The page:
Libya uprising: Libyan rebels storm seat of Gadhafi's power
RIPOLI, Libya (AP) - Hundreds of Libyan rebels stormed Moammar Gadhafi's compound Tuesday, charging wildly through the symbolic heart of the crumbing regime as they killed loyalist troops, looted armories and knocked the head off a statue of the besieged dictator. But they found no sign of the man himself.
The storming of Bab al-Aziziya, long the nexus of Gadhafi's power, marked the effective collapse of his 42-year-old regime. But with Gadhafi and his powerful sons still unaccounted for – and gunbattles flaring across the nervous city - the fighters cannot declare victory.
The rebel force entered the compound after fighting for five hours with Gadhafi loyalists outside, using mortars, heavy machine guns and anti-aircraft guns. They beat and killed some of those who defended the compound and hauled away crates of weapons and trucks with guns mounted on the back in a frenzy of looting.
"We're looking for Gadhafi now. We have to find him now," said Sohaib Nefati, a rebel sitting against a wall with a Kalashnikov rifle.
Abdel-Aziz Shafiya, a 19-year-old rebel dressed in camouflage with an rocket-propelled grenade slung over one shoulder and a Kalashnikov over another, said the rebels believe Gadhafi is inside the compound but hiding underground.
"Wasn't he the one who called us rats? Now he is the rat underground," he said.
Shafiya said he felt "an explosion of joy" to be standing inside Gadhafi's stronghold in the capital after a lightning-quick rebel advance. He had left the rebel-held western city of Misrata just two days earlier.
"I lost friends and relatives and now I can walk into Gadhafi's house," Shafiya said. "Many of my friends have died and now all of that meant something."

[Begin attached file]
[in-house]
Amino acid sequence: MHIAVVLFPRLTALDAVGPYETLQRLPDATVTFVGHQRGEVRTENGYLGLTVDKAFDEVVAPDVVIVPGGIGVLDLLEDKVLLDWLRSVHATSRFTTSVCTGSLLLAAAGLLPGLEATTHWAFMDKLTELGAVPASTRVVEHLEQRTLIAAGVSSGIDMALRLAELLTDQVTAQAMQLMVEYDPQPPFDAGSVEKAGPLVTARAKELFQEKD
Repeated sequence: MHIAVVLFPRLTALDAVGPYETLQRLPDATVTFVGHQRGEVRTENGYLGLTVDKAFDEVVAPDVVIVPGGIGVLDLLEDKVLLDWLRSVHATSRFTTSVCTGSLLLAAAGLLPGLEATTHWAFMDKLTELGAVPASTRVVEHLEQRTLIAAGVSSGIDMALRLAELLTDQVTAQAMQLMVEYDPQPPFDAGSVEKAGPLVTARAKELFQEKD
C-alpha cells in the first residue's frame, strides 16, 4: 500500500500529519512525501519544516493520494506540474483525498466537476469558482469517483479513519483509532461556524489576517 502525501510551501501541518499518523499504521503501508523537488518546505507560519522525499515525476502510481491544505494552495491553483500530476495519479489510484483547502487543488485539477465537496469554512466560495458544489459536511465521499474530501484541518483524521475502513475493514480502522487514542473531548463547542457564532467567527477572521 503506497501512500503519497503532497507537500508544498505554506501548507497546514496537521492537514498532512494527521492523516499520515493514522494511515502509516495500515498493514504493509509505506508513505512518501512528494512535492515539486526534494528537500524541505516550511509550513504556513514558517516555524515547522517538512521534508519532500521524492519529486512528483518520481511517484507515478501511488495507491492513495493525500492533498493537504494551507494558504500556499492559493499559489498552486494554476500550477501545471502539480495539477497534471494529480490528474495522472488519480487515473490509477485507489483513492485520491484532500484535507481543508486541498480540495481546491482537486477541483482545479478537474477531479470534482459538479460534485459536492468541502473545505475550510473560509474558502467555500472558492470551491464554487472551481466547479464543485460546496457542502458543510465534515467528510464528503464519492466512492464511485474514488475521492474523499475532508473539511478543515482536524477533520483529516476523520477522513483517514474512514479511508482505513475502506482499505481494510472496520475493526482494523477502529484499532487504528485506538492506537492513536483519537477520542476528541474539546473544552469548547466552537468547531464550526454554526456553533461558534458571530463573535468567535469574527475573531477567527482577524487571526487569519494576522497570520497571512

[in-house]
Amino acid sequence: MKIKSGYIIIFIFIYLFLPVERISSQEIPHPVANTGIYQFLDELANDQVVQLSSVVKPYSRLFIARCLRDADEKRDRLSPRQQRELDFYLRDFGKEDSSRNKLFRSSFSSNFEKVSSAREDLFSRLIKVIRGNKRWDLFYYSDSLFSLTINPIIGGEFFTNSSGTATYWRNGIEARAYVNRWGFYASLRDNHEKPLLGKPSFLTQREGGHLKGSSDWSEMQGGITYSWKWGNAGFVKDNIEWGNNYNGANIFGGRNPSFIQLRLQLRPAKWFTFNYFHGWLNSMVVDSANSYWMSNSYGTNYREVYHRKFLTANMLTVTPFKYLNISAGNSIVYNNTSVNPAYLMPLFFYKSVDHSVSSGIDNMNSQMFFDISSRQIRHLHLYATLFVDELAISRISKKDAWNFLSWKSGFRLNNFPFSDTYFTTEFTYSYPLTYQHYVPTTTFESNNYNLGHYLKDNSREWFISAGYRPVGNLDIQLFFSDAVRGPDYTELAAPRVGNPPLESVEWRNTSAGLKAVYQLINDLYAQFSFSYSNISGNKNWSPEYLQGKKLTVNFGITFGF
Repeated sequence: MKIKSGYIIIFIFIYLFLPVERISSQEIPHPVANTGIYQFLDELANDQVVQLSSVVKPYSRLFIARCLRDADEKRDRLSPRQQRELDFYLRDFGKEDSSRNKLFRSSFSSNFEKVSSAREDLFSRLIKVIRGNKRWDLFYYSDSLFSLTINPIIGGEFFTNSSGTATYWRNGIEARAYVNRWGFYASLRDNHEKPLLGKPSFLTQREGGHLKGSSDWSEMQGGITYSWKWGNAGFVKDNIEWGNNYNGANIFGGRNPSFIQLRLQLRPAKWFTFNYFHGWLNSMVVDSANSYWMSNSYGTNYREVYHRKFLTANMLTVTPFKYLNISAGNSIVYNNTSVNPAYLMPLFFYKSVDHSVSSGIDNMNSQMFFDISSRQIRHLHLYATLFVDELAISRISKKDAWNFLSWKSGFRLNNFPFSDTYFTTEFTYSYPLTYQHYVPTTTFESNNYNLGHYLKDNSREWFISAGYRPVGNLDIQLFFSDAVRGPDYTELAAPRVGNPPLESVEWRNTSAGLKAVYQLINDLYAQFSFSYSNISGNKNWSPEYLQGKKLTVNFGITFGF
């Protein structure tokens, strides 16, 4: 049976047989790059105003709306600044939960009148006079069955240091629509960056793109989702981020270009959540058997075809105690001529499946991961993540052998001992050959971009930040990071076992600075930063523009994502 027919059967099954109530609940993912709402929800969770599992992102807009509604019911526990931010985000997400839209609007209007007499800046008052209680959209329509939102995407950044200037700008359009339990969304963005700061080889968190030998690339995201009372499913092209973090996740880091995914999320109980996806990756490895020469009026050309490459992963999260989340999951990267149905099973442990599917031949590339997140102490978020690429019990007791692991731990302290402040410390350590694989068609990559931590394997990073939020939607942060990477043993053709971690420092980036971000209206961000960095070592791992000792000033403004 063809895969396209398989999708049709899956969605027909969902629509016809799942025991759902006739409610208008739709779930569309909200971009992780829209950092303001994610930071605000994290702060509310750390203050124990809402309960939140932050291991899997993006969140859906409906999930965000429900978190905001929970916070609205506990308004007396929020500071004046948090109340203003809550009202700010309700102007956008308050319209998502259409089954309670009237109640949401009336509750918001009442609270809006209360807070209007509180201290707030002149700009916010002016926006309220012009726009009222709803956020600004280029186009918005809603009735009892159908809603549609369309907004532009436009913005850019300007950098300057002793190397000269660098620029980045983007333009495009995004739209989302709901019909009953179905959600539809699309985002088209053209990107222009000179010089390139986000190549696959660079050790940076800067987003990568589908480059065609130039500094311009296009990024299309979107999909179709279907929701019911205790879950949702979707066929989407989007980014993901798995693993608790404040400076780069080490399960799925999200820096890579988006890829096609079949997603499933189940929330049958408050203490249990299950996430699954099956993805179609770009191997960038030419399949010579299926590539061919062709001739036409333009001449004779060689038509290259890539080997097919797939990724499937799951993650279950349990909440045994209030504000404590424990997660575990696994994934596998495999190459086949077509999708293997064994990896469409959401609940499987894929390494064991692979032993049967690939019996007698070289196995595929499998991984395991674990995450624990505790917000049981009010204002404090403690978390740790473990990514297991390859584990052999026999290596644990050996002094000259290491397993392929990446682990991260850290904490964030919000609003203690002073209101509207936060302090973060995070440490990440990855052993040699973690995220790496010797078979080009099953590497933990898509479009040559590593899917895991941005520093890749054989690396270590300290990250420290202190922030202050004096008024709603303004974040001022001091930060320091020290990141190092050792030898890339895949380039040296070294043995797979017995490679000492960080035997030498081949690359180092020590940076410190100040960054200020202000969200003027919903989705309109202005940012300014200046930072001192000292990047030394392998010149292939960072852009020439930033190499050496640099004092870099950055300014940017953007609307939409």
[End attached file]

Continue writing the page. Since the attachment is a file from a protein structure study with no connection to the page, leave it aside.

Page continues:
Associated Press reporters inside the compound said parts of it appeared to still be under control of government forces who were firing toward the rebels, making for an atmosphere of joyful celebration mixed with tension. The air was thick with smoke from the battles and the sound of crackling gunfire was constant. Rebels chanted "Allahu Akbar" or "God is Great" and on loudspeakers they cried: "Hamdullah, hamdullah" or "Thank God."
As the fighters stormed in, they captured a guard at the gates and threw him to the ground, slamming rifle butts into his back. A hostile crowd gathered around, punching and kicking him until one rebel stepped in, stood over him and kept the crowd at bay. Inside the walls, a few bodies of Gadhafi fighters - one with a gaping head wound from a gunshot - were sprawled on the ground.
Several young men wrenched the head from a statue of Gadhafi and kicked it around. One lifted it above his head while his jubilant comrades danced and yelled around him. Fighters with long beards hugged each other and flashed the "V" for victory sign. Others carried injured rebels to ambulances.
A fighter climbed atop the iconic statue of a huge golden fist clenching a model of an American warplane and shot his machine gun in the air in celebration. The statue stands outside a building that was once Gadhafi's home, preserved with the pockmarks of an American bombing in 1986 as a symbol of his defiance.
Gadhafi delivered many a fiery speech from the balcony of that house, railing against the West. It was there that he appeared on television six months ago, at the beginning of the uprising, and mocked his opponents.
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